Vatican City, a city-state surrounded by Rome, Italy, is the headquarters of the Roman Catholic Church. It’s home to the pope and a trove of iconic art and architecture. Its Vatican Museums house ancient Roman sculptures such as the Laocoön and Renaissance frescoes in the Raphael Rooms and the Sistine Chapel, famous for Michelangelo’s ceiling.

When the Lateran Treaty of 1929 that gave the state its form was being prepared, the boundaries of the proposed territory were influenced by the fact that much of it was all but enclosed by this loop. For some tracts of the frontier, there was no wall, but the line of certain buildings supplied part of the boundary, and for a small part of the frontier a modern wall was constructed.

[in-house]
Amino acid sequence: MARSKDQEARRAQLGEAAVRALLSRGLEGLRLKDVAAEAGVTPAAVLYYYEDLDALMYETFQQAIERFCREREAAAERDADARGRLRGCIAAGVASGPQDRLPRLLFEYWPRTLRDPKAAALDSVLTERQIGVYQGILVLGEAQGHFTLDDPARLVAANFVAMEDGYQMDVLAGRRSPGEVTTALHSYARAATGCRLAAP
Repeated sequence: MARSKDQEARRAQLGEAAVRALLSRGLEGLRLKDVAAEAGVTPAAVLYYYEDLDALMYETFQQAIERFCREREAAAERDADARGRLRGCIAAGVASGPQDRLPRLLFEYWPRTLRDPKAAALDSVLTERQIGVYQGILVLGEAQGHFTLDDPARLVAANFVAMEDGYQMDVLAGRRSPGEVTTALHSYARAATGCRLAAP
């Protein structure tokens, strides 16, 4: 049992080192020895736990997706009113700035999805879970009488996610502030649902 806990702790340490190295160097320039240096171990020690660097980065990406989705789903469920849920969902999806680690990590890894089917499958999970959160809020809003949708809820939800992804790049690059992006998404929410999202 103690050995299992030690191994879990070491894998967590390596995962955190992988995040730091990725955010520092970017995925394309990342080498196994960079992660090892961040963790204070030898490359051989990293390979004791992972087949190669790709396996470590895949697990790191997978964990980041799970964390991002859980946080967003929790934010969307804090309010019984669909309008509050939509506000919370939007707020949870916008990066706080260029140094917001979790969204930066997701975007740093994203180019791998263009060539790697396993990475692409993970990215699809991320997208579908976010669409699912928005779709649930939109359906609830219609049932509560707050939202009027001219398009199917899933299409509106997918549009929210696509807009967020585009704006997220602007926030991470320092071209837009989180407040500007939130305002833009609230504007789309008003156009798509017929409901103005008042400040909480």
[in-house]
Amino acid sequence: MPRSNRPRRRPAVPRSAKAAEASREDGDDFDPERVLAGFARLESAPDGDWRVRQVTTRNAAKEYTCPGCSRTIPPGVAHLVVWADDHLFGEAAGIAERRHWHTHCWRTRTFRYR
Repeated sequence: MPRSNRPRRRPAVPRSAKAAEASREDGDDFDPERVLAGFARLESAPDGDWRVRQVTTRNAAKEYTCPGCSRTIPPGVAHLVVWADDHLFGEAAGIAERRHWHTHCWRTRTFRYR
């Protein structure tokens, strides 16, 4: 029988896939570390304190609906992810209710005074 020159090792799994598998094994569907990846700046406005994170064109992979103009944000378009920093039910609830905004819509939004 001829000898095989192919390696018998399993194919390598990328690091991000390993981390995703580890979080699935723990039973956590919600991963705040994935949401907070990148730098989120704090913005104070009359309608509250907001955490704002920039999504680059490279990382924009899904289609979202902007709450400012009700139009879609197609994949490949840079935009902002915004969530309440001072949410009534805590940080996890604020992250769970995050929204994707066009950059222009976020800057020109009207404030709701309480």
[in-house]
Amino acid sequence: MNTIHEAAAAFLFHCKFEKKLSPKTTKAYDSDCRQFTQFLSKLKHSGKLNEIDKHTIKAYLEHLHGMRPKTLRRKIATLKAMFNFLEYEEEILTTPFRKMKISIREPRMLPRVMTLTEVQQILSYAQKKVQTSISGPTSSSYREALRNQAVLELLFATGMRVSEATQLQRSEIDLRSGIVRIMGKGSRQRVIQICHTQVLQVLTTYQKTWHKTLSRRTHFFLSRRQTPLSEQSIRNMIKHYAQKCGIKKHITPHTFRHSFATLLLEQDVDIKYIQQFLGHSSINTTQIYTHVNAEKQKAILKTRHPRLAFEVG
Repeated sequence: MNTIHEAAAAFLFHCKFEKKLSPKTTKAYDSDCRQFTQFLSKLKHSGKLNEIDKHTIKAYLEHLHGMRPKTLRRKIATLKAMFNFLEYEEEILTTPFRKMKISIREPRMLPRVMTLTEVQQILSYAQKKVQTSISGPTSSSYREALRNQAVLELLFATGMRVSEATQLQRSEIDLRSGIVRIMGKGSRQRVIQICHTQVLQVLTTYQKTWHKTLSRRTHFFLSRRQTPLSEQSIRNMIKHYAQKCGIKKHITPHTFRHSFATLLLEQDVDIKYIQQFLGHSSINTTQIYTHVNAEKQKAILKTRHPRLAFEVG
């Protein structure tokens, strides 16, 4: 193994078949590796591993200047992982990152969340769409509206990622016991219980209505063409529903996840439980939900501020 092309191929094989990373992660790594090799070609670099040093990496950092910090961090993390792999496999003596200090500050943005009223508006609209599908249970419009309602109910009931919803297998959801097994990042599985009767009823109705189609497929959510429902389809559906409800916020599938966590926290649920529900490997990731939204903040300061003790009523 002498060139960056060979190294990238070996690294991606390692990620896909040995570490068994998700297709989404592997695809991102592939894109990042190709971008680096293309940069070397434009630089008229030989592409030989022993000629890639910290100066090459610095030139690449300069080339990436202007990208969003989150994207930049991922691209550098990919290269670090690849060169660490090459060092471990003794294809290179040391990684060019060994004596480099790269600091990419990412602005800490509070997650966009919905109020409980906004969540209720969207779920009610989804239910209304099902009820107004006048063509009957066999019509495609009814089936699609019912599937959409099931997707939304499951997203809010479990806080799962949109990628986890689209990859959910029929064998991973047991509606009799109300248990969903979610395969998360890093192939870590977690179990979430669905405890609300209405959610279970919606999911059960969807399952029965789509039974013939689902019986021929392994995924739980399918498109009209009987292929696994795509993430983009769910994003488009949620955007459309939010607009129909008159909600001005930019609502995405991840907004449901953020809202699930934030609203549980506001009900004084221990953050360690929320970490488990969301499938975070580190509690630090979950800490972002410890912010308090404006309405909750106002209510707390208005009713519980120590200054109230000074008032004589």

The territory includes St. Peter’s Square, distinguished from the territory of Italy only by a white line along the limit of the square, where it touches Piazza Pio XII. St. Peter’s Square is reached through the Via della Conciliazione which runs from close to the Tiber River to St. Peter’s. This grand approach was constructed by Benito Mussolini after the conclusion of the Lateran Treaty.

According to the Lateran Treaty, certain properties of the Holy See that are located in Italian territory, most notably the Papal Palace of Castel Gandolfo and the major basilicas, enjoy extraterritorial status similar to that of foreign embassies. These properties, scattered all over Rome and Italy, house essential offices and institutions necessary to the character and mission of the Holy See.